4. Address spiritual needs
At this time, the patients’ spiritual needs may be as important as their physical concerns. This includes finding meaning in life, mending broken relationships by resolving unsettled issues with friends or family and making peace with life’s circumstances. Patients with specific religious beliefs can also find solace in their faith through prayer and the support of the religious community.
5. Offer practical help
Dying patients may be worried about who will take care of things when they are gone. Family and friends can offer reassurance — “I’ll make sure your pet/child is taken care of,” “Dad, we want Mom to live with us from now on”. This provides assurance that their personal affairs are in good hands.
Walking through the final hours
As your loved ones approach their final hours, which may range from a few hours or days, they will eat less, sleep more and lose interest in activities. Eventually, they will stop eating, drinking and talking. During the final hours, blood pressure and oxygen level readings are expected to be abnormal. At this point, frequent checks will not be useful. The priority is to ensure that your loved ones are comfortable.
During this time, continue to offer your assurance by physically and verbally comforting your loved one. Hold their hands and speak gently to reassure them that you are by their side and they will be cared for.
While walking through the end-of-life journey of your loved ones, it is also important for you to take care of yourself. Acknowledging your feelings, both positive and negative, helps you to cope better. Do allow yourself the time and space to grief and deal with the pain of losing your loved ones.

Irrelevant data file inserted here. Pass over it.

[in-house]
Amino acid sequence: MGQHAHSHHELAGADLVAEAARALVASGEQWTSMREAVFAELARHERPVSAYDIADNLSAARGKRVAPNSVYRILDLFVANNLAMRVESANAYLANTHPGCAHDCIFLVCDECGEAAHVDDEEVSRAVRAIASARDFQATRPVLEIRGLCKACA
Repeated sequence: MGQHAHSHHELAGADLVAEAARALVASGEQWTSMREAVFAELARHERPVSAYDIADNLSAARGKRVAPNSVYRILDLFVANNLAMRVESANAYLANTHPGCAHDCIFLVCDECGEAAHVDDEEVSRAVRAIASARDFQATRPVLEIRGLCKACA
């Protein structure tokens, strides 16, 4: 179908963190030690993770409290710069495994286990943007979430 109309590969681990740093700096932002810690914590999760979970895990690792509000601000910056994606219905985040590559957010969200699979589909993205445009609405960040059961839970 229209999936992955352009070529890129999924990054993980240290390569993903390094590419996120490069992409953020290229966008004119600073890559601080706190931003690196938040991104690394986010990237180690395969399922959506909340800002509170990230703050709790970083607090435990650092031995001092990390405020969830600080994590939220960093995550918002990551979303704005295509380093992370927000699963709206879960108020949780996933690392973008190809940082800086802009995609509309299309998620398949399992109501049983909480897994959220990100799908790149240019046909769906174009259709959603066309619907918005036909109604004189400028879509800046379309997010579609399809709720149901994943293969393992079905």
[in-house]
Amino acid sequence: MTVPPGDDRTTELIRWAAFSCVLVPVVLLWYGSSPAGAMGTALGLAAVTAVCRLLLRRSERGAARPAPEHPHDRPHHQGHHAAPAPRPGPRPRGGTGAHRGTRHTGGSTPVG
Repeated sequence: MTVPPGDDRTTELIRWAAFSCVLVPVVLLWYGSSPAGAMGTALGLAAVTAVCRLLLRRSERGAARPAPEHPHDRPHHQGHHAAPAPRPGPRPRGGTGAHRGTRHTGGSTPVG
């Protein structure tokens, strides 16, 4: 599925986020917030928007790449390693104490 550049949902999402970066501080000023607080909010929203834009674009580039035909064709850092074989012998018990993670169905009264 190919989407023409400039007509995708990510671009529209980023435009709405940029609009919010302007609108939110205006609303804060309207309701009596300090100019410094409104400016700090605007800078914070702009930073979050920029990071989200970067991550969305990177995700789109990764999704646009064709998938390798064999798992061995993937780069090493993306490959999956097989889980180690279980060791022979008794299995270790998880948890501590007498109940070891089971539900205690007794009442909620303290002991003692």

Accessing professional help with holistic Palliative care
What is Palliative Care?
Palliative care is a holistic approach to caring for persons in the last stages of their lives. It aims to meet all needs (physical, emotional, psychosocial and spiritual) and maximize quality of life for patients and their loved ones. It does not focus on treating the disease, but aims to minimize discomfort.
Choosing palliative care does not mean the giving up of hope. Hope continues to be important. However, it may mean redefining hope as palliative is about living life to its fullness. It allows the family to set new goals and priorities that enhance quality of life as much as possible. What one hopes for may change over time.
The palliative care team comprises of trained and experienced professionals. By supporting the primary caregiver, the family can better manage their lives, and ensure quality care for and better time with the patient.
What are the aspects of palliative care?
- Symptom management
- Pain management
- Regular check-ups and medication provided as required
- Psychosocial support
- Caregiving training
The different types of palliative/hospice services include
- Home hospice (Staff visit patients in their homes during weekdays. They can give advice over telephone and make emergency visits where necessary)
- In-patient palliative care (round-the-clock medical and nursing care)
- Day hospice (The person attends the location during the day)
- Loan of equipment
- Psycho-social support group